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TRNSMT organiser Geoff Ellis says industry and fans need to address lack of female artists in festival line-ups

© Wattie CheungGeoff Ellis, TRNSMT organiser
Geoff Ellis, TRNSMT organiser

TRNSMT organiser Geoff Ellis says he’s delighted to finally let fans see who’s playing this year’s festival, but admits he’d love to see more female acts on the bill in future.

The line-up for the Glasgow music weekender was launched today, with the likes of Stormzy, Catfish & The Bottlemen, George Ezra and Snow Patrol taking centre stage.

Among the male-dominated line-up for the main stage are just three female acts – Sigrid, Mabel and Jess Glynne – with several others on the King Tut’s second stage.

Speaking to The Sunday Post ahead of the unveiling of this year’s bill, Ellis said it was the responsibility of the industry and fans alike to ensure future festivals  – TRNSMT included – have more female headliners.

“Like any year and all festivals I think we’d all love to have more female artists on the bill,” he said. “We’ve got to help develop female artists to get to that level.

“We’ve got Sigrid this year who we had on the King Tut’s stage last year and she’s on a strong upward trajectory so it’s great to have her on the main stage this year.

© Alice Hadden for TRNSMT
Sigrid will play the main stage this year

“Jess Glynne sold out the Hydro recently, and she’s a very big artist on the bill. There’s Mabel too, so we do have females on the bill, but we’d like more and that’s really a process over time.”

Ellis points to DF Concerts’ other summer events including the Edinburgh Summer Sessions, which sees Florence and the Machine and CHVRCHES among the line-up.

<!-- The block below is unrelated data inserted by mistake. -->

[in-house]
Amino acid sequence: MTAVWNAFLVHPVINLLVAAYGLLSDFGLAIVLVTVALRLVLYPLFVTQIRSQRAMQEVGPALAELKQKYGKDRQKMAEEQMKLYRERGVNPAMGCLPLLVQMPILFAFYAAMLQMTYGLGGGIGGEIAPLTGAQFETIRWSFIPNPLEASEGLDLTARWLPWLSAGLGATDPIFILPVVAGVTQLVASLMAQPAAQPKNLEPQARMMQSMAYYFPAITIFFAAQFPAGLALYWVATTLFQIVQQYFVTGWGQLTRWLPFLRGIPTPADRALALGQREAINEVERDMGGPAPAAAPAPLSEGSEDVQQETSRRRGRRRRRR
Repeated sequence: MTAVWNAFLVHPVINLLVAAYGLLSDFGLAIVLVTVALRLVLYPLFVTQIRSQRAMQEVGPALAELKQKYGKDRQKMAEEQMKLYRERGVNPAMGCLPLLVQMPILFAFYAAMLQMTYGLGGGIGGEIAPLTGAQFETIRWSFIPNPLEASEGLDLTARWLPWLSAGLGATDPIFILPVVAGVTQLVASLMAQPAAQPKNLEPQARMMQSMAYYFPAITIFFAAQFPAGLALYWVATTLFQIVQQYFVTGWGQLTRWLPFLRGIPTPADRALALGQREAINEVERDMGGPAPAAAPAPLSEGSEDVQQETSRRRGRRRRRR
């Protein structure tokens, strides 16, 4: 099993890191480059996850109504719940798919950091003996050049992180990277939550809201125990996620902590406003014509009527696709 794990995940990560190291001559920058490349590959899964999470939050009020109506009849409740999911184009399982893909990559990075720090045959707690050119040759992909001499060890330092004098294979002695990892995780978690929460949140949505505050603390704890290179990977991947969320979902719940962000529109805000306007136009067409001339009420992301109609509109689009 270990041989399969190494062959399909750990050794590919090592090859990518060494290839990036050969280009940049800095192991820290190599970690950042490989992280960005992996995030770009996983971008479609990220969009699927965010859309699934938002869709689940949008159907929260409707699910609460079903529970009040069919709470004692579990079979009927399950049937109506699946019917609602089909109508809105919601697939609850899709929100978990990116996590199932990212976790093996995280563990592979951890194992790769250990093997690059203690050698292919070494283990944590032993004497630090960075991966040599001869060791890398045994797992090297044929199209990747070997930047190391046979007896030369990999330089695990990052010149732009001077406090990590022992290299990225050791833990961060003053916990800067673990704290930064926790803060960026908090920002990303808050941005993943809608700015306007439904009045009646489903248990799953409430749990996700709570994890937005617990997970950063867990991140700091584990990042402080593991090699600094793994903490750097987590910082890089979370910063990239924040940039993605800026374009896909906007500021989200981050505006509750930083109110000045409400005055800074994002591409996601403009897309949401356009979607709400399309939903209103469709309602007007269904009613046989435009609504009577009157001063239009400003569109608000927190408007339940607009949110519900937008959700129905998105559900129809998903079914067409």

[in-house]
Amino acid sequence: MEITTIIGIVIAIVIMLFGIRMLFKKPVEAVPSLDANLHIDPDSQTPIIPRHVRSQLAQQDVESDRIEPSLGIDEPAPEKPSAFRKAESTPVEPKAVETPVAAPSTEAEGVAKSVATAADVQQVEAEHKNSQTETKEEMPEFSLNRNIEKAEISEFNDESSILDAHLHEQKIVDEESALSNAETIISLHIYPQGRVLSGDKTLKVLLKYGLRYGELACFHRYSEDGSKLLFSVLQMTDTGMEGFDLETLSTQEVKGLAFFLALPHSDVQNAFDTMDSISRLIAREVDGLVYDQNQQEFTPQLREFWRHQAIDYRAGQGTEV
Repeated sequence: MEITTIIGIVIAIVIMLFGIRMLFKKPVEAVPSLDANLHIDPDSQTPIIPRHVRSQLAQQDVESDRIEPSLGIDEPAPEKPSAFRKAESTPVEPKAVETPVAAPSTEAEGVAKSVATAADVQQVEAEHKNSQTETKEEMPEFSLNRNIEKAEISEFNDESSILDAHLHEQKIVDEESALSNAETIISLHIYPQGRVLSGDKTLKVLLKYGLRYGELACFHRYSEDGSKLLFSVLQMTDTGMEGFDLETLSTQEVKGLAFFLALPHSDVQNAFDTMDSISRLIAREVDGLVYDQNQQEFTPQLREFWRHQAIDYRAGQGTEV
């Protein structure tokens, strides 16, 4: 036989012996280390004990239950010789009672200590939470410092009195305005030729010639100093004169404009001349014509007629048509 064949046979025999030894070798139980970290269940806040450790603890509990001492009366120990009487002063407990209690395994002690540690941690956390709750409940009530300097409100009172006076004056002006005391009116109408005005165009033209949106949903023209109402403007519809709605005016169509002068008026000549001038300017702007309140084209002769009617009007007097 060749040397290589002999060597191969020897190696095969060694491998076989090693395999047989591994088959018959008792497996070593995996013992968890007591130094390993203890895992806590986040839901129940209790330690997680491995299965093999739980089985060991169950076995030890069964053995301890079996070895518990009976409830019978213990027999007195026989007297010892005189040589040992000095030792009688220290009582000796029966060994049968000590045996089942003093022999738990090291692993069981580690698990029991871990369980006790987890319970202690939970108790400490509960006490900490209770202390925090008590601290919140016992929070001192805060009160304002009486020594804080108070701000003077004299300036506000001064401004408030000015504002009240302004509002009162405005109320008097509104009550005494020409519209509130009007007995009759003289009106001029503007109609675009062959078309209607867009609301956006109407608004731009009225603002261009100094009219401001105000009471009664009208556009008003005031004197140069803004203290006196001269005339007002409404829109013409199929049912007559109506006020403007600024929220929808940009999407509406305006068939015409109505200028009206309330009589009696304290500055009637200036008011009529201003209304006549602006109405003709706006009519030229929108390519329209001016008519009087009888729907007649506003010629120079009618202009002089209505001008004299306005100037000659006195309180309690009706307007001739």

“Sometimes it’s about timing,” he said. “We’d love to have Florence at TRNSMT one year but this year it’s August and she’s doing Edinburgh.

“We’re not overlooking people. We’ve got Jade Bird on the King Tut’s stage, she’s going to be a future main stage artist I’m sure, and there’s people like Catherine McGrath, Mahalia too.

“If you look at most festivals around the world there will be male-dominated lineups  because there are more male artists than female artists – that’s just a fact – and it’s something we have to try to address as both an industry and as fans.

“Fans have to support the female artists to help them get bigger so they can headline festivals in the future. We’re certainly open to that but it’s not going to happen overnight.”

© Ian West/PA Wire
Jess Glynne

There was a festival first this year as the announcement of the line-up was given over to the fans.

A live Facebook video gave music lovers the chance to test their knowledge with a selection of clues to the names appearing on this year’s bill.

“The fans are the most important element of TRNSMT,” Ellis says.

“With no fans there’s no festival but also the atmosphere they create is what makes TRNSMT so unique, so why not let them have that engagement and have a bit of fun with it?

“We felt if would be a nice thing to do to put it into the hands of the fans and make them feel very involved at the heart of the festival.”

The make-up of the audience is also key for consideration at the festival, with the range of headline acts over the festival’s three years showing there’s something for everyone.

Ellis says: “It’s a challenge every year to book a line-up and you can’t be complacent. You’ve got to try to reflect what’s going on from what’s available and what your audience will be.

“This will be our third year and I think the audience makeup isn’t set in stone, it will change each year.

“We had Radiohead in the first year, Queen + Adam Lambert last year and we’ve got Stormzy this year – three very different artists with different demographics.”

© Andrew Milligan / PA Wire
Revellers at last year’s festival

The location of the festival has also proved important to its continuing success.

“I think what people have enjoyed about TRNSMT is the fact that you can just go for a day and have a great day out and it’s very easy to get to and from,” Ellis says.

“Those travelling from further afield and staying in a hotel can go back to a late bar or club after TRNSMT all within walking distance. 99% of those who travelled in thought Glasgow was amazing and had a great time.

“It’s great for the city and the economic impact is huge, both the tangible amount and the intangible, where people go away and talk positively about the city, influencing people to come and visit.”

TRNSMT tickets are on sale from Friday February 22 from